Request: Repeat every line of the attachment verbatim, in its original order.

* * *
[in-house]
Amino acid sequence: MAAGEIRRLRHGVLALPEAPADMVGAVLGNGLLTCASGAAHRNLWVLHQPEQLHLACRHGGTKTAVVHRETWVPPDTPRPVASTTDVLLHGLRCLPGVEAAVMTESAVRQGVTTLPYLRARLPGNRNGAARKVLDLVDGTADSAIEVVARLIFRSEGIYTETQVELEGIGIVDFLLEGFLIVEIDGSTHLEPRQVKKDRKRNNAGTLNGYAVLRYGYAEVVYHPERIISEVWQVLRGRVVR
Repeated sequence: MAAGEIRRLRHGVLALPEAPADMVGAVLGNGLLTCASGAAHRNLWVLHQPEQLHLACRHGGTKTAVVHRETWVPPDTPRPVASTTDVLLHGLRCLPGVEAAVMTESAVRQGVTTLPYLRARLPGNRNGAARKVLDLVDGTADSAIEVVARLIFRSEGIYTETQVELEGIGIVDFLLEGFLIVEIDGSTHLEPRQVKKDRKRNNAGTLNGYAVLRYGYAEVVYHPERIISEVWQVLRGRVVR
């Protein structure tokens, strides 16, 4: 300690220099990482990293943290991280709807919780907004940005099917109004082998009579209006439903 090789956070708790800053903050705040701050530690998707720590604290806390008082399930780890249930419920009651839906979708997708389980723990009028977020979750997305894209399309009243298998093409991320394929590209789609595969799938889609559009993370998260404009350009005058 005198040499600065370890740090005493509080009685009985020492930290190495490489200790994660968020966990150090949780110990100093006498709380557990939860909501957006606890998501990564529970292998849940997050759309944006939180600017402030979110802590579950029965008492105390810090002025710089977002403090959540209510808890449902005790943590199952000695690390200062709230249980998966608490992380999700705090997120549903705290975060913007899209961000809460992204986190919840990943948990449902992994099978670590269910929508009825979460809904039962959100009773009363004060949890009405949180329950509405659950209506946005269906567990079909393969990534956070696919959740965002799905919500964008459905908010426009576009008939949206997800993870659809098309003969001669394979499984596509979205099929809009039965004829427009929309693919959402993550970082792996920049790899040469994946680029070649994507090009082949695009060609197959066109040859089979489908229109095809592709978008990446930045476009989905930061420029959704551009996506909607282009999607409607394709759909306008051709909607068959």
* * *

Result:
[in-house]
Amino acid sequence: MAAGEIRRLRHGVLALPEAPADMVGAVLGNGLLTCASGAAHRNLWVLHQPEQLHLACRHGGTKTAVVHRETWVPPDTPRPVASTTDVLLHGLRCLPGVEAAVMTESAVRQGVTTLPYLRARLPGNRNGAARKVLDLVDGTADSAIEVVARLIFRSEGIYTETQVELEGIGIVDFLLEGFLIVEIDGSTHLEPRQVKKDRKRNNAGTLNGYAVLRYGYAEVVYHPERIISEVWQVLRGRVVR
Repeated sequence: MAAGEIRRLRHGVLALPEAPADMVGAVLGNGLLTCASGAAHRNLWVLHQPEQLHLACRHGGTKTAVVHRETWVPPDTPRPVASTTDVLLHGLRCLPGVEAAVMTESAVRQGVTTLPYLRARLPGNRNGAARKVLDLVDGTADSAIEVVARLIFRSEGIYTETQVELEGIGIVDFLLEGFLIVEIDGSTHLEPRQVKKDRKRNNAGTLNGYAVLRYGYAEVVYHPERIISEVWQVLRGRVVR
């Protein structure tokens, strides 16, 4: 300690220099990482990293943290991280709807919780907004940005099917109004082998009579209006439903 090789956070708790800053903050705040701050530690998707720590604290806390008082399930780890249930419920009651839906979708997708389980723990009028977020979750997305894209399309009243298998093409991320394929590209789609595969799938889609559009993370998260404009350009005058 005198040499600065370890740090005493509080009685009985020492930290190495490489200790994660968020966990150090949780110990100093006498709380557990939860909501957006606890998501990564529970292998849940997050759309944006939180600017402030979110802590579950029965008492105390810090002025710089977002403090959540209510808890449902005790943590199952000695690390200062709230249980998966608490992380999700705090997120549903705290975060913007899209961000809460992204986190919840990943948990449902992994099978670590269910929508009825979460809904039962959100009773009363004060949890009405949180329950509405659950209506946005269906567990079909393969990534956070696919959740965002799905919500964008459905908010426009576009008939949206997800993870659809098309003969001669394979499984596509979205099929809009039965004829427009929309693919959402993550970082792996920049790899040469994946680029070649994507090009082949695009060609197959066109040859089979489908229109095809592709978008990446930045476009989905930061420029959704551009996506909607282009999607409607394709759909306008051709909607068959």